BlackBerry Priv Will Be Company's First Android Smartphone

Amid more losses, BlackBerry officially confirmed rumors that it's working on an Android-based smartphone. The Priv will be released later this year.



10 Best Smartphones, Wearables From IFA 2015
10 Best Smartphones, Wearables From IFA 2015
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Beleaguered smartphone manufacturer BlackBerry announced that it would produce a handset running Google's Android operating system.

BlackBerry expects the device -- a new flagship slider design called the Priv -- to be available late in the calendar year in major markets both in-store and online. The company will release further details in the coming weeks.

BlackBerry will also continue to develop and enhance the BlackBerry 10 operating system. The company is confirming plans to release platform updates focused on security and privacy enhancements, with version 10.3.3 scheduled to be available in March of next year.

Photos of an Android-based BlackBerry smartphone leaked in late August. They showed a handset with BlackBerry's logo sporting a slide-out QWERTY keyboard.

(Image: Tinhte)

(Image: Tinhte)

There is also a roughly textured back battery cover and casing that could make the smartphone easier to hold, though whether this is the Priv or another as-yet unannounced smartphone offering remains to be seen.

The news came along with a disappointing second-quarter earnings report from the company that showed revenues from software and services down to $74 million for the latest quarter, compared with $137 million the company reported in the first quarter -- a drop of 47%.

With that as the background, BlackBerry announced its new path forward.

"Today, I am confirming our plans to launch Priv, an Android device named after BlackBerry's heritage and core mission of protecting our customers' privacy," BlackBerry CEO John Chen wrote in a Sept. 25 statement. "Priv combines the best of BlackBerry security and productivity with the expansive mobile application ecosystem available on the Android platform. From these initiatives, we anticipate modest sequential revenue growth in each of the remaining quarters of fiscal 2016."

Growing Through Acquisitions

On Sept. 4, BlackBerry announced it had acquired security specialist Good Technology for $425 million. That news could help BlackBerry build on their enterprise mobility management (EMM) value-added services.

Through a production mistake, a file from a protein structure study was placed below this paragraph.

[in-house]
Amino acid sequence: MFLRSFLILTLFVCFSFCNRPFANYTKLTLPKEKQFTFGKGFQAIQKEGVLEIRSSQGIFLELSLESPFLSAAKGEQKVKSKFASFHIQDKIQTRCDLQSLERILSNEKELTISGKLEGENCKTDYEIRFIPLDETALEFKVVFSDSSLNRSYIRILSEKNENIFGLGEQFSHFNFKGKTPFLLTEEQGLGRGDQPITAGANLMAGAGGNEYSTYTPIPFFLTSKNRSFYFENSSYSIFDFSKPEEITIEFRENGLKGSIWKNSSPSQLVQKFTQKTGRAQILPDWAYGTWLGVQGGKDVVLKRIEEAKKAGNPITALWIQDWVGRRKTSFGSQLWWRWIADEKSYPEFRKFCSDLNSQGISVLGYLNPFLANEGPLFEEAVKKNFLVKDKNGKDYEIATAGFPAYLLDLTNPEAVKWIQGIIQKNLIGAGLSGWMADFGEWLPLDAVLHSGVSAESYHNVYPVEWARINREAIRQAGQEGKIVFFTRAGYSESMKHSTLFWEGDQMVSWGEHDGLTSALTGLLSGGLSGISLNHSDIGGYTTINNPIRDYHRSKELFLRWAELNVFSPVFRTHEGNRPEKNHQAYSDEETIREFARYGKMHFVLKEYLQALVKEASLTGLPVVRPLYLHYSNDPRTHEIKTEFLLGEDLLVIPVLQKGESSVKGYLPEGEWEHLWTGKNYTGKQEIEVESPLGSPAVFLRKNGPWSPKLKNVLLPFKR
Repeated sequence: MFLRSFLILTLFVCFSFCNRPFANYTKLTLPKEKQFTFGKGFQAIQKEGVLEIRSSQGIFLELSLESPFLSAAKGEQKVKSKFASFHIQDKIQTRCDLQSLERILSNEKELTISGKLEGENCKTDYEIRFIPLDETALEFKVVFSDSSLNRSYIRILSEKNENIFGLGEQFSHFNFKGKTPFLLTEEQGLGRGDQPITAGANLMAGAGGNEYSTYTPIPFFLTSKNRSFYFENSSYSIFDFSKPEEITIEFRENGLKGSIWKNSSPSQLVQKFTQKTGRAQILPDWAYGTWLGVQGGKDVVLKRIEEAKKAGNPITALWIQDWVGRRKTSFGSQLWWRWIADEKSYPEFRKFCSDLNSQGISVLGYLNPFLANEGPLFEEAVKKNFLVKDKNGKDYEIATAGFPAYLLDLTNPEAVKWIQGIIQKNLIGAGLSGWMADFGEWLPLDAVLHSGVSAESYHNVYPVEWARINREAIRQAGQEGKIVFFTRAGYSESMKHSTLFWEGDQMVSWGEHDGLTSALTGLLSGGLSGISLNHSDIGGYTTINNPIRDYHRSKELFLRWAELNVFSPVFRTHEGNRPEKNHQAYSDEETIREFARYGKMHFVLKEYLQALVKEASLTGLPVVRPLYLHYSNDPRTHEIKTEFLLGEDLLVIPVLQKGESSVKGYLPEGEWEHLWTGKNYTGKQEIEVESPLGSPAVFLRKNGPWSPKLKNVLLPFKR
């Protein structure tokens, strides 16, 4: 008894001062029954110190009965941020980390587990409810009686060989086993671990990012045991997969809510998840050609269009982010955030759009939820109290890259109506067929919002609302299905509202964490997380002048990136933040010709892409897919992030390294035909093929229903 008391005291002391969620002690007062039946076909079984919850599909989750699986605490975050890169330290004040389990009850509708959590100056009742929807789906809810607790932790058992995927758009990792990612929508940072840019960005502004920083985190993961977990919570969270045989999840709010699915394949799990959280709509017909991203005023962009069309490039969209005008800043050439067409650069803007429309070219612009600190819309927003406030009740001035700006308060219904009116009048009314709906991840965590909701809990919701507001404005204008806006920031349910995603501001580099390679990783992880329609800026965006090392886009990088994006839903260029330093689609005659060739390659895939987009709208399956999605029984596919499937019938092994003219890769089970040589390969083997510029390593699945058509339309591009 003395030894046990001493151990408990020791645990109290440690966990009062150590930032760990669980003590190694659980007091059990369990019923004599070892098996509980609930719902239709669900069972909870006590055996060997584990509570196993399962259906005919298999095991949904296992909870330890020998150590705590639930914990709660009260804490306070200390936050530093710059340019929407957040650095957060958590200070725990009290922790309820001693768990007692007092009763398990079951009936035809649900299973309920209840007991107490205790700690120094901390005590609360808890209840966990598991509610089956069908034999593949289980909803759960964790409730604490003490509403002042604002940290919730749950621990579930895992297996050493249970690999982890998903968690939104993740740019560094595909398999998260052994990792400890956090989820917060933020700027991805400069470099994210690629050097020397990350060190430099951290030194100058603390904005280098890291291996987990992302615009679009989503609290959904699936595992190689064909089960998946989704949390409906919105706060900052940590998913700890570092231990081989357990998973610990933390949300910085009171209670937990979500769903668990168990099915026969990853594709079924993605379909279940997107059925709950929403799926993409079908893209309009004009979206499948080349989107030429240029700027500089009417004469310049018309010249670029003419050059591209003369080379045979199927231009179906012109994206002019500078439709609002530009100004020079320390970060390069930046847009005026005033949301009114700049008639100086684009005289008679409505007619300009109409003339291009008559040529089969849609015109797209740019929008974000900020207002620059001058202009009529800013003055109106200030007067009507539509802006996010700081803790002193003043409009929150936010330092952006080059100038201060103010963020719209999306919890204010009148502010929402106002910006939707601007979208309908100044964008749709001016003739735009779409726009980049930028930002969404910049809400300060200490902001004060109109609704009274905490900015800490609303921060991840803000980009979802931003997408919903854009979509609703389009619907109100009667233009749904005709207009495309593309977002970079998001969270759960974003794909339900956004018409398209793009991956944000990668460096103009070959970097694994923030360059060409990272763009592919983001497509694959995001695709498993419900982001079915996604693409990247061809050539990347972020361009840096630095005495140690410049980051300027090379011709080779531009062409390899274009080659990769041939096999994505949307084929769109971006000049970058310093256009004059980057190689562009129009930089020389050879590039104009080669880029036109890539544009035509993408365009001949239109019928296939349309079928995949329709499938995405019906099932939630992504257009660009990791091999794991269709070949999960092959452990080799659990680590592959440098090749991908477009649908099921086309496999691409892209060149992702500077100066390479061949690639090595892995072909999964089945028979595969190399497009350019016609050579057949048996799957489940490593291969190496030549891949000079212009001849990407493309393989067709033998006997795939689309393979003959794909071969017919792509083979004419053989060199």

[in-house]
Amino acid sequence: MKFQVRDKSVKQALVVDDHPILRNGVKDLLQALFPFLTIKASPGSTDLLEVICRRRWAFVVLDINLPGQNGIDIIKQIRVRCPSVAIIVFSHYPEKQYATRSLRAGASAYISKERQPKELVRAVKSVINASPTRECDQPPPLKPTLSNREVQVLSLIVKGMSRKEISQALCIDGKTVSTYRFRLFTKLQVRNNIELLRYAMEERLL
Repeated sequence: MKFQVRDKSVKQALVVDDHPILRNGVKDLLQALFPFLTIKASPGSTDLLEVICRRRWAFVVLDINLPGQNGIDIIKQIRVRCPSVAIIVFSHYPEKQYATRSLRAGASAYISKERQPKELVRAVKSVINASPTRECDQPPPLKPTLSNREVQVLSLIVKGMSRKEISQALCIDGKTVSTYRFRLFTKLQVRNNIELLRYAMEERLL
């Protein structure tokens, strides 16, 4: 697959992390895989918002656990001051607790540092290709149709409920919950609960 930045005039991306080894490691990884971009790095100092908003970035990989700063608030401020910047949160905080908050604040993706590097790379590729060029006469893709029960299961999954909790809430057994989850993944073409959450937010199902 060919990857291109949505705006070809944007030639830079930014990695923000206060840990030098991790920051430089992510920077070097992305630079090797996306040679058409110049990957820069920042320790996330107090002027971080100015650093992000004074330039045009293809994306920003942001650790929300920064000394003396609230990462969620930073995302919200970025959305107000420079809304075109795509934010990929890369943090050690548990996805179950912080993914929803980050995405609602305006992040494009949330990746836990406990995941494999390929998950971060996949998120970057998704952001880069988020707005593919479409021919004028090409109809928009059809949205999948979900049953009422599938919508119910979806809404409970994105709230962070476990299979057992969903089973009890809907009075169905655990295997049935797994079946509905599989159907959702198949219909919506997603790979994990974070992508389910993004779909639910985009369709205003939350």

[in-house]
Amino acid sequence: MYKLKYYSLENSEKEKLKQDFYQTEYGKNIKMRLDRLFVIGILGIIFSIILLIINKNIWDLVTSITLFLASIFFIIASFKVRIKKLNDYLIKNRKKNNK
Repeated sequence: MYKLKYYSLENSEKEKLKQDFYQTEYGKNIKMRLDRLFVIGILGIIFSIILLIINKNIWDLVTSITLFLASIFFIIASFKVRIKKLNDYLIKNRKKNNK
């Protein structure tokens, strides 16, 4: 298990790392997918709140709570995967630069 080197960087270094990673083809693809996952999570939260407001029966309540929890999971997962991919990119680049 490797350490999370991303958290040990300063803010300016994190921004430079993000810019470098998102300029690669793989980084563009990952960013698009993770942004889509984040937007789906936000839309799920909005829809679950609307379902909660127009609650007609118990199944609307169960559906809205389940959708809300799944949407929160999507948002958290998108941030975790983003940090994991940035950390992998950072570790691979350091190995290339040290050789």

The hope is that Good Technology will bring additional capabilities to BlackBerry, including secure application management and containerization that protects end-user privacy. (The majority of its activations have come from Apple iOS devices.)

The transaction is expected to close toward the end of the company's 2016 fiscal third quarter.

BlackBerry also drew attention to its acquisition of AtHoc, a provider of secure and networked crisis communications, for $250 million.

AtHoc's platform alerts any device -- including iOS, Android, PC and Mac desktops, digital displays, radios, IP phones, and endpoints such as sirens, fire panels, and speakers -- during crucial emergencies, such as natural disasters.

[Can Android save BlackBerry? InformationWeek asks the question.]

The company will be part of BlackBerry's Internet of Things initiative. It is also involved with several government agencies.

"I am confident in our strategy and continued progress, highlighted by our fourth consecutive quarter of year-over-year double digit growth in software licensing revenue and sixth consecutive quarter of positive free cash flow," Chen said.

"In order to expand our leadership in cross platform software and services, we are investing strategically -- organically through new products and services based on the BES platform, and through acquisitions like AtHoc and Good. At the same time, we are focused on making faster progress to achieve profitability in our handset business," Chen added.

By the end of 2014, BlackBerry's share of the global mobile operating system market stood at only 0.4%, according to an IDC report from February. That number represented a decline of nearly 70% from that of 2013.

Nathan Eddy is a freelance writer for InformationWeek. He has written for Popular Mechanics, Sales & Marketing Management Magazine, FierceMarkets, and CRN, among others. In 2012 he made his first documentary film, The Absent Column. He currently lives in Berlin. View Full Bio

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